Finally, after having seen hyperacusis patients for the last 14 years, there is a comprehensive course that hearing health professionals can attend which gives an up-to-date view of the research across all areas of hyperacusis management.
Over four two-hour online sessions, the team from the University of Nottingham presented talks with interactive quizzes, ongoing discussions in the live chat and fast turnaround of research papers linked to questions posed.
The multidisciplinary team of speakers discussed topics such as definitions, epidemiology, assessment, questionnaires, research questions, the role of sound therapy and informational counselling, alongside many other topics. They were honest about the point that research is currently up to and tried to engage the delegates in being open about their current clinical practices so that they could learn more about what is being delivered.
Most of the talks challenged me to consider new, practical things in my clinical practice and confirmed that what we deliver is based on current evidence (although I hadn’t always recognised how limited this was in some places!)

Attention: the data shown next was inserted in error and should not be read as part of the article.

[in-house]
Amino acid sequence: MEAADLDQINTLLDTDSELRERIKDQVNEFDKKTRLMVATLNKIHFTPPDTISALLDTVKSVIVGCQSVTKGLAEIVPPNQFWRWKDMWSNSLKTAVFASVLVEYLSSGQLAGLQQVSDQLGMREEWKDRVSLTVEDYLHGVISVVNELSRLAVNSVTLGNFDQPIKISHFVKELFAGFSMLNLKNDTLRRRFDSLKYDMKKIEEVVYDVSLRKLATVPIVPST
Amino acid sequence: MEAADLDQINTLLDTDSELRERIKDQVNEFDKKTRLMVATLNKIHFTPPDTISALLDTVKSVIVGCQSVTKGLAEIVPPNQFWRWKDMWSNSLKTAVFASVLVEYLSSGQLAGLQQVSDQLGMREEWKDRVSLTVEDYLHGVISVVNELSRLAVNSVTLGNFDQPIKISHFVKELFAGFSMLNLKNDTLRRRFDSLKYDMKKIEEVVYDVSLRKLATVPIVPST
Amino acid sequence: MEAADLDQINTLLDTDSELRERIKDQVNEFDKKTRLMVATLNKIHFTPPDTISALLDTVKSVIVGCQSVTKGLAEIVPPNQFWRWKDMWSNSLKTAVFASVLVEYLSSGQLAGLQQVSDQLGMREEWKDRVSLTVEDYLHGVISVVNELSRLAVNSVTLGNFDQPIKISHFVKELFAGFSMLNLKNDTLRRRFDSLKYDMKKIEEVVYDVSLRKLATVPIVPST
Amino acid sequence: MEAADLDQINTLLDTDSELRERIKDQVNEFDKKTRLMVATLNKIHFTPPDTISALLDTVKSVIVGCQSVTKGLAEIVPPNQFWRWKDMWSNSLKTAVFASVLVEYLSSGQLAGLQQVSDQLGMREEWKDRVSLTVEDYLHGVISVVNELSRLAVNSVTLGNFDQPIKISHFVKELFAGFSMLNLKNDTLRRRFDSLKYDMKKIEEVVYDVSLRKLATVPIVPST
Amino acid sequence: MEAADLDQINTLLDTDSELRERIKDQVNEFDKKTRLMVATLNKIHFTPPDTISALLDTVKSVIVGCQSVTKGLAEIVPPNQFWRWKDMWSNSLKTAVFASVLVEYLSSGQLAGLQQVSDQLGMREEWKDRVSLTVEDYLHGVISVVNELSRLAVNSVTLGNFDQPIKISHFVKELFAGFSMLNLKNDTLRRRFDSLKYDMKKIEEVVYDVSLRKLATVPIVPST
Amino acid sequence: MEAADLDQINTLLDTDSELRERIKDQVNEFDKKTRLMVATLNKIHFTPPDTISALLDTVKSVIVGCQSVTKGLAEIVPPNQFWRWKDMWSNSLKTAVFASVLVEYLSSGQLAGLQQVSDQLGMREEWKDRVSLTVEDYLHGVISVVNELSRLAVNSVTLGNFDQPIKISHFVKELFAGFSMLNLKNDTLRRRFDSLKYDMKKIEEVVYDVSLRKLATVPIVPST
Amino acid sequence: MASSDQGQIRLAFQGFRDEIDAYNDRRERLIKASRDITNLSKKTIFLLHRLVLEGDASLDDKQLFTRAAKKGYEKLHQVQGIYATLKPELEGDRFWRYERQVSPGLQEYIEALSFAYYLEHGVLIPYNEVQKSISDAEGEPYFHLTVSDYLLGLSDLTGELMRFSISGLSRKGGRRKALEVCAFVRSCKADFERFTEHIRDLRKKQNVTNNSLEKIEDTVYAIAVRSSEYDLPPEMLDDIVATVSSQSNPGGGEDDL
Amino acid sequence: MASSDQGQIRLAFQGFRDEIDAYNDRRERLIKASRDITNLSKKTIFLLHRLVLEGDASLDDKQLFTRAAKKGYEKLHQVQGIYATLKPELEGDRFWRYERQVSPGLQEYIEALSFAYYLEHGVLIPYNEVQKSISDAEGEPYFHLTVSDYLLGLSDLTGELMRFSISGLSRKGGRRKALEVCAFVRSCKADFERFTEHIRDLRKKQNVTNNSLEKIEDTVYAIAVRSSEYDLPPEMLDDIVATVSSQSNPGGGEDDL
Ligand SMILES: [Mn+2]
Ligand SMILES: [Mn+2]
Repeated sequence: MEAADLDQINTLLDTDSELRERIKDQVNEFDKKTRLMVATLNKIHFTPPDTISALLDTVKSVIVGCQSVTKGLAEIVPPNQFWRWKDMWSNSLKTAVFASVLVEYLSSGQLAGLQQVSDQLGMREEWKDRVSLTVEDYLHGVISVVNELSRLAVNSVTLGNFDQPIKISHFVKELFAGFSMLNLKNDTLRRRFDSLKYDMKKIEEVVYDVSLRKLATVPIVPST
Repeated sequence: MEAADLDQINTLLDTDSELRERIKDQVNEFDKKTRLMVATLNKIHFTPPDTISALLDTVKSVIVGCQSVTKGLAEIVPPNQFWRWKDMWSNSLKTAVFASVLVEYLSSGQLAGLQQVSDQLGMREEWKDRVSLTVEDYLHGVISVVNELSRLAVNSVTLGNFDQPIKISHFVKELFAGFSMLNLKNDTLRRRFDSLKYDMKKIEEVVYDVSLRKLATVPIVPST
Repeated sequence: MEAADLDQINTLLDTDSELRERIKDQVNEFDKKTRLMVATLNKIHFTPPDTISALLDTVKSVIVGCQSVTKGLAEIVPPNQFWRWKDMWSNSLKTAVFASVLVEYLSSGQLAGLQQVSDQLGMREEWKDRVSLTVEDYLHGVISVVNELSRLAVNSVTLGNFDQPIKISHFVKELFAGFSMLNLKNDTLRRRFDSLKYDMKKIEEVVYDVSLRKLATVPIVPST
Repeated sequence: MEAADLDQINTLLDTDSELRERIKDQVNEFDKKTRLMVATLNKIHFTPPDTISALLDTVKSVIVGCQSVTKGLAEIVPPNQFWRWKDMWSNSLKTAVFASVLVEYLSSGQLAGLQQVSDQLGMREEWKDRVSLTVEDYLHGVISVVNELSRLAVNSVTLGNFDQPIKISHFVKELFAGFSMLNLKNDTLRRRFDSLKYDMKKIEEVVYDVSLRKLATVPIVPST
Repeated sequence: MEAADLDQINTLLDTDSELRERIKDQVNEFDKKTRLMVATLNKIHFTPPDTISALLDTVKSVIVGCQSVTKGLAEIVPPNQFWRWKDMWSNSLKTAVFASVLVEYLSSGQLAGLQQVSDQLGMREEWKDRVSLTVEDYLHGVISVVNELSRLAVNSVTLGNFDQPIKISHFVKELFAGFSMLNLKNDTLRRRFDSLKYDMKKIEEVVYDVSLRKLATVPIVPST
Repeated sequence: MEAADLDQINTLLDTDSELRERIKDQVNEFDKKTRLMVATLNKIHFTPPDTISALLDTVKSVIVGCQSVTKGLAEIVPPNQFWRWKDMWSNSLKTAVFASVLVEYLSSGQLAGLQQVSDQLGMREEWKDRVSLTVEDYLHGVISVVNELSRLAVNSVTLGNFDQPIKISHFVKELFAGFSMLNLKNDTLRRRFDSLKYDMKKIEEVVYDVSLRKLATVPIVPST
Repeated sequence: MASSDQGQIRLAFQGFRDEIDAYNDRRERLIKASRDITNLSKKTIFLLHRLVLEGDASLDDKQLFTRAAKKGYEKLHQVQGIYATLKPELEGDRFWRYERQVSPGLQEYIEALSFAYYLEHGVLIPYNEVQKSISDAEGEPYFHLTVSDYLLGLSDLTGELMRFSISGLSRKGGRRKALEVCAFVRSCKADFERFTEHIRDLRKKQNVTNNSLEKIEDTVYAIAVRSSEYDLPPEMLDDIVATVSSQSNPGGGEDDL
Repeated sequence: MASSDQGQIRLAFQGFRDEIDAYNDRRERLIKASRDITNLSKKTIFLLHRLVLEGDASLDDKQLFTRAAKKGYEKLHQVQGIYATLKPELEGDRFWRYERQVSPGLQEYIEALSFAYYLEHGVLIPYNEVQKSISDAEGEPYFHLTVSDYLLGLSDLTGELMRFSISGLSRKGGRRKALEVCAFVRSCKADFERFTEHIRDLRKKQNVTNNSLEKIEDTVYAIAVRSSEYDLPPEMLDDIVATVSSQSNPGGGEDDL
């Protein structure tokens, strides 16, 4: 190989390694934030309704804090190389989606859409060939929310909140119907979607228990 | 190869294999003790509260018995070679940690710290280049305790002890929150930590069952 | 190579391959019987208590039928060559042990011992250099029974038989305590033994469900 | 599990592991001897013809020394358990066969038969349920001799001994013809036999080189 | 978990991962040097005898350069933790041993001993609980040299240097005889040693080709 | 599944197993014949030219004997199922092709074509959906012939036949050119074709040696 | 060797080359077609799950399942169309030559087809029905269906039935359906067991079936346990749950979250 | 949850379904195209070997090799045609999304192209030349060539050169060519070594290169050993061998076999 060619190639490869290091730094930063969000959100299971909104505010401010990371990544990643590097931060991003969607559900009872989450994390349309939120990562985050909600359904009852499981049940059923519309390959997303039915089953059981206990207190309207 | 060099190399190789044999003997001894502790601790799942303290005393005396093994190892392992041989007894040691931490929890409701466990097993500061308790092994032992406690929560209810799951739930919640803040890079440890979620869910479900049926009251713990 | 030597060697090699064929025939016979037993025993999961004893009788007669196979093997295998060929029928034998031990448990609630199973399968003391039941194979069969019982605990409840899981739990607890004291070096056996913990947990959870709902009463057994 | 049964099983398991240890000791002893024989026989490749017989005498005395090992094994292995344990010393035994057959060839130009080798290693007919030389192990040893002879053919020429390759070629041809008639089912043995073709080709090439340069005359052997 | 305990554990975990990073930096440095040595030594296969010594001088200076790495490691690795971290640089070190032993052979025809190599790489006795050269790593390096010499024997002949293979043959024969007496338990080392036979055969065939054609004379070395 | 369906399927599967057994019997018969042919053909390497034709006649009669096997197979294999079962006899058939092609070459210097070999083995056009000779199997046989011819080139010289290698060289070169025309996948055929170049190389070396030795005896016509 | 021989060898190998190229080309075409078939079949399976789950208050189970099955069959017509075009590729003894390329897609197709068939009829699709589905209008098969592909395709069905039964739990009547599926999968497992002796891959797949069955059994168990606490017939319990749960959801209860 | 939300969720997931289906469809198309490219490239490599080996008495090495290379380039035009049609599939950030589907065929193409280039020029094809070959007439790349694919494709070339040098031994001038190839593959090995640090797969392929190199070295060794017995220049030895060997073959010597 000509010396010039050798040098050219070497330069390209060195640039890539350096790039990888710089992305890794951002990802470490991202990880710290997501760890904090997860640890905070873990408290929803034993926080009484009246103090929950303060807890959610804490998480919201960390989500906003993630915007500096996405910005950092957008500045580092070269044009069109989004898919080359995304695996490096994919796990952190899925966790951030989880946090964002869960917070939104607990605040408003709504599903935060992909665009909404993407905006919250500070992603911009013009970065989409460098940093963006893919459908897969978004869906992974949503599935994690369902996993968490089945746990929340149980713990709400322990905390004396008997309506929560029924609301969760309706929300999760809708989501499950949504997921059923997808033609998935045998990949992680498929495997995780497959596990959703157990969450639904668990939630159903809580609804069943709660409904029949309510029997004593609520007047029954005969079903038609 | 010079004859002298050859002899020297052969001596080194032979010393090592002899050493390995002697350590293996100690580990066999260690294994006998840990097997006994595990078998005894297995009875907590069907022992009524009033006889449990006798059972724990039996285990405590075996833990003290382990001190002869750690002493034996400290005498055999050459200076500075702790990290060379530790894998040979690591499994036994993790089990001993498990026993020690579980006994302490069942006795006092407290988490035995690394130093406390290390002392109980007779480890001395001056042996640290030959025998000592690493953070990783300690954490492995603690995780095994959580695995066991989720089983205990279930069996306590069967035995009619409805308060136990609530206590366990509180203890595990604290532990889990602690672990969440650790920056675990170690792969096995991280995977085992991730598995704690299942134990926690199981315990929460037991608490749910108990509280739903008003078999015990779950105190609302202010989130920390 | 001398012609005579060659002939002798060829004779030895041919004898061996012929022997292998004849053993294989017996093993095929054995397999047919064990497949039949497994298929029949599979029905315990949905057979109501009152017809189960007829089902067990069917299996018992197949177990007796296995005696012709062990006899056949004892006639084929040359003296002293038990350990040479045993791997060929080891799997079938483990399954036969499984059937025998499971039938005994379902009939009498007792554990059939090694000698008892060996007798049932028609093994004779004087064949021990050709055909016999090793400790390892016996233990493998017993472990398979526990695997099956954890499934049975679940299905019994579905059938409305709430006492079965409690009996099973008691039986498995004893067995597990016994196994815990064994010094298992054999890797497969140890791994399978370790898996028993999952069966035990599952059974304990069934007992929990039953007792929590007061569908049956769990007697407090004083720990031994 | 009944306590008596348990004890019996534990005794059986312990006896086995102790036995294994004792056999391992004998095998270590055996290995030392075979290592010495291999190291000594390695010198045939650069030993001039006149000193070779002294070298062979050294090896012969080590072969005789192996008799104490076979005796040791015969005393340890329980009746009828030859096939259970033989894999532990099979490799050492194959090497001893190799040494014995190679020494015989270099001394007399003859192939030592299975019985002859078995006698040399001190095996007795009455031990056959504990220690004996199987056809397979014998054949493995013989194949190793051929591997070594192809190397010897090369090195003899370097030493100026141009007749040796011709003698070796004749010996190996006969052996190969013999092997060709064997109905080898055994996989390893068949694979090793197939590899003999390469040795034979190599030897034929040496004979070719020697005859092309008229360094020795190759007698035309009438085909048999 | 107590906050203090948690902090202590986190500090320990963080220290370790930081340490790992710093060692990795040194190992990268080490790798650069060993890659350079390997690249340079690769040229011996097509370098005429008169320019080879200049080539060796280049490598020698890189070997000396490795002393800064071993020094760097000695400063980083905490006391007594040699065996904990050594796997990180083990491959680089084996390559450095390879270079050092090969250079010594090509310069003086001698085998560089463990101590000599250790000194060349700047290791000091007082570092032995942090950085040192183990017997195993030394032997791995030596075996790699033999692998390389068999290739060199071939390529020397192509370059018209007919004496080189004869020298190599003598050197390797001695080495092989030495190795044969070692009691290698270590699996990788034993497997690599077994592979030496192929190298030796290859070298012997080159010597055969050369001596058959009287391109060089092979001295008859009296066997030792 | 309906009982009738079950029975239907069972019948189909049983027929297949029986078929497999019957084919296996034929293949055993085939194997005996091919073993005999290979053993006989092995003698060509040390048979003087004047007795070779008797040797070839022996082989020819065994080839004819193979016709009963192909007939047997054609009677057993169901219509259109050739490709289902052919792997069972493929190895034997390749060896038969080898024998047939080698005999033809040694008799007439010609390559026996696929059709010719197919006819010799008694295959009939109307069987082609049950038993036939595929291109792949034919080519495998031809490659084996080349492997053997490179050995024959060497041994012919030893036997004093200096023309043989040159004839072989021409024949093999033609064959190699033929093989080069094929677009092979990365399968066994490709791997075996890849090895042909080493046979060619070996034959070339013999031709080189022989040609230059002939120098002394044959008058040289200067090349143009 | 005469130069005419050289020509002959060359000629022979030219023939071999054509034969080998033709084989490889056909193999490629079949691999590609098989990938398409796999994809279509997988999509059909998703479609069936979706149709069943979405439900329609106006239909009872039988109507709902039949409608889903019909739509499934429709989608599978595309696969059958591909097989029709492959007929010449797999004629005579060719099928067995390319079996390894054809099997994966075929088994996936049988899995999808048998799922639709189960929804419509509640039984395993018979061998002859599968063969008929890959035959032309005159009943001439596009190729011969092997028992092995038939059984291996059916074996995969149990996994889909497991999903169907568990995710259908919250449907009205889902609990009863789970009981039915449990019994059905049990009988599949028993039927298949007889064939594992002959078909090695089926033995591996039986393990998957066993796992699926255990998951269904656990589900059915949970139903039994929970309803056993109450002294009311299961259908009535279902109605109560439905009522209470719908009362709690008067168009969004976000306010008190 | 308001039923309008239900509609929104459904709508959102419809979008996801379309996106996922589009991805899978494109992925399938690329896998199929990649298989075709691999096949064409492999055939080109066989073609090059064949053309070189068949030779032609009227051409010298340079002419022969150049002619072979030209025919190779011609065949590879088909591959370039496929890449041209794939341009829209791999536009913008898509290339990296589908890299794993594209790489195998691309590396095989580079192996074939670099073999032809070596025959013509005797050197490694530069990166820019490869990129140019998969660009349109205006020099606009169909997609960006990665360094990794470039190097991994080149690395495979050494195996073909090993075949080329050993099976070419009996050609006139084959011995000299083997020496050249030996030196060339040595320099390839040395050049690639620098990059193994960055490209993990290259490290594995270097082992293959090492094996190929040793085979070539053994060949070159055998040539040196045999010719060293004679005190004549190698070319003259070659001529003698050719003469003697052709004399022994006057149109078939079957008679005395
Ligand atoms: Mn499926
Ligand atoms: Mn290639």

One of the strengths of this delegation was the breadth of knowledge from around the world. Many delegates had a range of experience from public and private clinical care, industry and research backgrounds, and the online nature of the course made it accessible across most time zones.
One of my favourite parts of the course was the full range of resources which were available to the delegates after the course. All recordings, handbooks, papers, and interactive results were saved to the online portal so they could be accessed and viewed again.
What made this course stand out over others was the discussion which started to develop with the course leaders about the opportunity to create a new Hyperacusis Network, providing opportunities for peer support, the sharing of resources, and to develop and engage in new research. In an area which is so niche, to have the ability to connect with the speakers and delegates and tap into this depth of knowledge was certainly an attractive opportunity.
If you are looking for a comprehensive course to progress your management of people with hyperacusis, which is evidence based, open to discussion and meets its learning objectives then look no further.
Report by Laura Turton, Adult Audiology Team Leader, NHS Tayside, UK.